This is a quick write-up, for your entertainment. A late start - early Saturday evening - and an early departure mid-morning on Sunday. A part-time effort, due to QRL commitments.

In this contest you can only work North America, but that has never stopped European ops from calling (well: NOTHING - not even a failed receiver - prevents Eu ops from calling) I deleted the word 'TEST' from the CQ message and worked all callers...after I found out how to defeat the logging software so it would let me log non-counting stations.

A few times I took time out from the contest to run down 3Y0X, the DXpedition on Peter-I Island who are probably QRT by the time you read this. They were worked quite easily on 30, 20 and 17 m CW, but thanks to the efforts of our European friends, 7L2BSJ, ZL1BSJ, ZL2BSO and possibly other permutations are also in the 3Y0X log.

Anyway: I wanted to put ZL6QH on 160 and 80, but at 18:30 loc it was a bit early...plenty of action was heard on 20 m, so that's where ZL6QH kicked off, producing a very useful run into the US. After a while it became a European long-path pile-up, so I dropped down to 80 m and worked W/VE. At 20:00 loc. I went QSY to 160 m for the sunset opening.

No long path Eu heard, but 160 opened 30 minutes before sunset with plenty of good signals from the W/VE. For one hour, a busy pile-up produced callers from right across the US, who were determined to get the ZL multiplier on 160...K9DX and W3LPL amongs them.

After 21:00 loc, 160 slowly faded,and ZL6QH went to 80 m to be mobbed by the same big-gun crowd just worked on 160. After 40 minutes, 80 began to fade too, the QRN kicked in and it became difficult to copy the weak stuff so QSY to 40 m. As usual - 40 went really wel, with peaks of up to 250 QSOs/hr for brief periods.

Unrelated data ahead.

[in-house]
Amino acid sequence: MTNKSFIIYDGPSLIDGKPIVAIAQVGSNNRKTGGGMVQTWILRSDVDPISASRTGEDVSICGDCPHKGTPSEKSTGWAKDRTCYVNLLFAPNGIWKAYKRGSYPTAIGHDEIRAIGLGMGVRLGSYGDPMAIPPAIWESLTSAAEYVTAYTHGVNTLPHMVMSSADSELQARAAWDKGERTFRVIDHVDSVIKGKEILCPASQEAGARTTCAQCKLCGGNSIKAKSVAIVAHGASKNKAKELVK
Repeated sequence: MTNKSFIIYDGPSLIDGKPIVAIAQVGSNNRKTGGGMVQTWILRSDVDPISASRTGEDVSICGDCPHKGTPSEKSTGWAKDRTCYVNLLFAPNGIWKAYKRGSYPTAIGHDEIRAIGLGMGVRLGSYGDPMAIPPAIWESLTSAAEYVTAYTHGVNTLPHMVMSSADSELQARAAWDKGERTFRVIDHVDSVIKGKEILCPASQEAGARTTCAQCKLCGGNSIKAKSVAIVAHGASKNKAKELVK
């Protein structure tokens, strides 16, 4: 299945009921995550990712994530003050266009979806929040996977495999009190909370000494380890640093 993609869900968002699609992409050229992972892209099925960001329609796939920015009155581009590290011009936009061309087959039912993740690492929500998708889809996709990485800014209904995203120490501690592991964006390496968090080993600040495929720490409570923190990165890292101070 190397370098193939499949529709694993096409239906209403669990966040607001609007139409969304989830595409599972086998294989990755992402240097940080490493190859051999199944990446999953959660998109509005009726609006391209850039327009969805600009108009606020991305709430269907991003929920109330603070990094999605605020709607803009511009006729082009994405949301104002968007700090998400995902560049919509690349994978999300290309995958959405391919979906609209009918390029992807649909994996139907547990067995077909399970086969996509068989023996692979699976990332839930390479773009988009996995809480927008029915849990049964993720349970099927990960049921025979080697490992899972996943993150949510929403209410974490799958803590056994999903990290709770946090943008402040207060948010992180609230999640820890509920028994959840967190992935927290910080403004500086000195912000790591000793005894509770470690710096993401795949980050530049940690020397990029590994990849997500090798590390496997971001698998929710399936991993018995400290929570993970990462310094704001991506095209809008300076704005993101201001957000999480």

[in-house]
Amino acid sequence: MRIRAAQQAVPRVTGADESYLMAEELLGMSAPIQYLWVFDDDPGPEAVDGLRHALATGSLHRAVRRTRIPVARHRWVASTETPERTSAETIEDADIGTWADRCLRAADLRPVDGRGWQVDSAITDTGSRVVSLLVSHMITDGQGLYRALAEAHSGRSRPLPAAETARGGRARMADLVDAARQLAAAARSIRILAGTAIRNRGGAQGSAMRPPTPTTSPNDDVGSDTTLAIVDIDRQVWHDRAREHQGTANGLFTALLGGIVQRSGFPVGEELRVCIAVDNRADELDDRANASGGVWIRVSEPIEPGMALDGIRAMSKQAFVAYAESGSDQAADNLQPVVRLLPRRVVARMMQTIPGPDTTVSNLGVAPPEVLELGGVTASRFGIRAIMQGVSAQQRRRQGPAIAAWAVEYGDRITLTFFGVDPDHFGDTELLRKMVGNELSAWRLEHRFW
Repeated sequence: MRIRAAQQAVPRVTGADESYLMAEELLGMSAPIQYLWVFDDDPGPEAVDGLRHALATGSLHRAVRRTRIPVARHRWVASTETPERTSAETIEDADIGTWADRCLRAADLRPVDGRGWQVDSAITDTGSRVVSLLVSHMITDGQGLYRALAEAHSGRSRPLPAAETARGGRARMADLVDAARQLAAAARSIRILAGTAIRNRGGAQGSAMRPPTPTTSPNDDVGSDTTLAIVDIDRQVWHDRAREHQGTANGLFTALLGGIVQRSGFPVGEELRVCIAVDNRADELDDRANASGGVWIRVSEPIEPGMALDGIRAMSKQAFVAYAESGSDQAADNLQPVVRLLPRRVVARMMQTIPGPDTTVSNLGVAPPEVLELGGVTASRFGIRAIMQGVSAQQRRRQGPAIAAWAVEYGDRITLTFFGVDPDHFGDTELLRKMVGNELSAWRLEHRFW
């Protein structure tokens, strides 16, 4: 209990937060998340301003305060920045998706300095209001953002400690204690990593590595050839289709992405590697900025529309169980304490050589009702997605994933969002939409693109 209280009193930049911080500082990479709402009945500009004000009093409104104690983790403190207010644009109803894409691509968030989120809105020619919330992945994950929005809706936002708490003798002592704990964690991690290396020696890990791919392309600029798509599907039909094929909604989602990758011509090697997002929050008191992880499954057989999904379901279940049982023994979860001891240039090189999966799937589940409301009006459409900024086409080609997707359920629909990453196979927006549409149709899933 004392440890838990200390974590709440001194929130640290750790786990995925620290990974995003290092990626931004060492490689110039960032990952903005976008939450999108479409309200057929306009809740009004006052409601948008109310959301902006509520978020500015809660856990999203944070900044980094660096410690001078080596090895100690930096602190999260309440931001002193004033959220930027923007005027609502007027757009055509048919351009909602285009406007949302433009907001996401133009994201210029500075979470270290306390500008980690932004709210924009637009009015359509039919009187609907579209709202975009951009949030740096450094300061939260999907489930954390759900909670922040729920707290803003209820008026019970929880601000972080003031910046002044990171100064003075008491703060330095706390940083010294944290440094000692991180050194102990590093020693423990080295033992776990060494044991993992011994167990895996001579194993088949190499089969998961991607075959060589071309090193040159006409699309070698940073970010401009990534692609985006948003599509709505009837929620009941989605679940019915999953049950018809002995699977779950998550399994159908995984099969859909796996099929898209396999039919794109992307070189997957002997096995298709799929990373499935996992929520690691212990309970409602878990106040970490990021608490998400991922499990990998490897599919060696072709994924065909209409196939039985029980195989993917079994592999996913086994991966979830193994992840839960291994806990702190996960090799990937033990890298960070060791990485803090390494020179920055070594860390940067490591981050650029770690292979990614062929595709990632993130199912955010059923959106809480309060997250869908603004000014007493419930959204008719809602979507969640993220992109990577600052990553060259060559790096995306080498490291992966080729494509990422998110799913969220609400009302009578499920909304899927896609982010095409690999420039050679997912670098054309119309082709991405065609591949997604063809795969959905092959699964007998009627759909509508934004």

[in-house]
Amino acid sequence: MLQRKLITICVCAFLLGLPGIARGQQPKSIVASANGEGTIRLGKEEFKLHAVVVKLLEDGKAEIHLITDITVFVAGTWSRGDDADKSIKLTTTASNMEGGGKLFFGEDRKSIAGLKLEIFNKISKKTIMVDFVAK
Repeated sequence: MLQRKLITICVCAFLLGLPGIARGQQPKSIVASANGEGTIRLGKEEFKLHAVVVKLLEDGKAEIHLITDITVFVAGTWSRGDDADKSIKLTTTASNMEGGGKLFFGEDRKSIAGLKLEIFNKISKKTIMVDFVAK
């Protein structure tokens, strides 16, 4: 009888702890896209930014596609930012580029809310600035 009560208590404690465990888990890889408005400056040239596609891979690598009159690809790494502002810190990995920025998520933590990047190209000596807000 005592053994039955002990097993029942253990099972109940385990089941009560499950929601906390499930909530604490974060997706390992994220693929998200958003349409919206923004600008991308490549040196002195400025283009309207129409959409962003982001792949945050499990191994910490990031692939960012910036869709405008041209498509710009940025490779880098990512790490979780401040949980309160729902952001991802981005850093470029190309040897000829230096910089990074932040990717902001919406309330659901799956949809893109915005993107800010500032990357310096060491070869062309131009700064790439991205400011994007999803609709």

A high point was when Lee's mate Don, N1DG called on 40 m. At the time it was not far off East Coast sunrise, and, against grumblings from the Pack (luckily not a rabid Eu Pack), I offered to try 160m. Lo and behold, on the 2nd attempt we managed the QSO on an almost useless band, and Don went into the 160 m log. He is a happy camper: ZL is a new DXCC country for him on that band.

ZL6QH was prowling the bands again around 05:00 loc. only to find that it was too late for propagation to the US on the Low Bands. 20 m hadn't come alive yet, so the 160 m European short path was checked out, and found to be closed as well. 80 m was open to Eu, however, but there were not many takers. Those that called were good copy, and at 07:00 loc ZL6QH went QRX for breakfast (actually: last night's un-eaten dinner)

At 07:20 loc. 15 m was found to be wide open to the US and VE with excellent signals. This was the place to be: very busy runs, and there were quite a few ZL contesters in on the action: ZL1BYZ, ZM1A and others.

10 m was checked but found to be mostly closed, only a handful of stations were worked (CA and AZ). W6YI (CA) was logged on all bands except 40 m, almost a clean sweep.

ZL6QH finished up where it started: on 20 m at mid-morning, this time on the long path to the US. Although the path was good, setting up shop between the East Coast big guns and the faintly audible Eu's was difficult, so ZL6QH cruised around, picking off anything that moved.

Below the summary for an estimated 9 hours of listening time:

band QSOs States/Provinces
160 65 26
80 142 39
40 139 38
20 99 27
15 281 48
10 4 2
Total 730 180

(These numbers are contaminated with Eu QSOs :-)

Wilbert, ZL2BSJ

Posted by ZL1AZE on March 06, 2006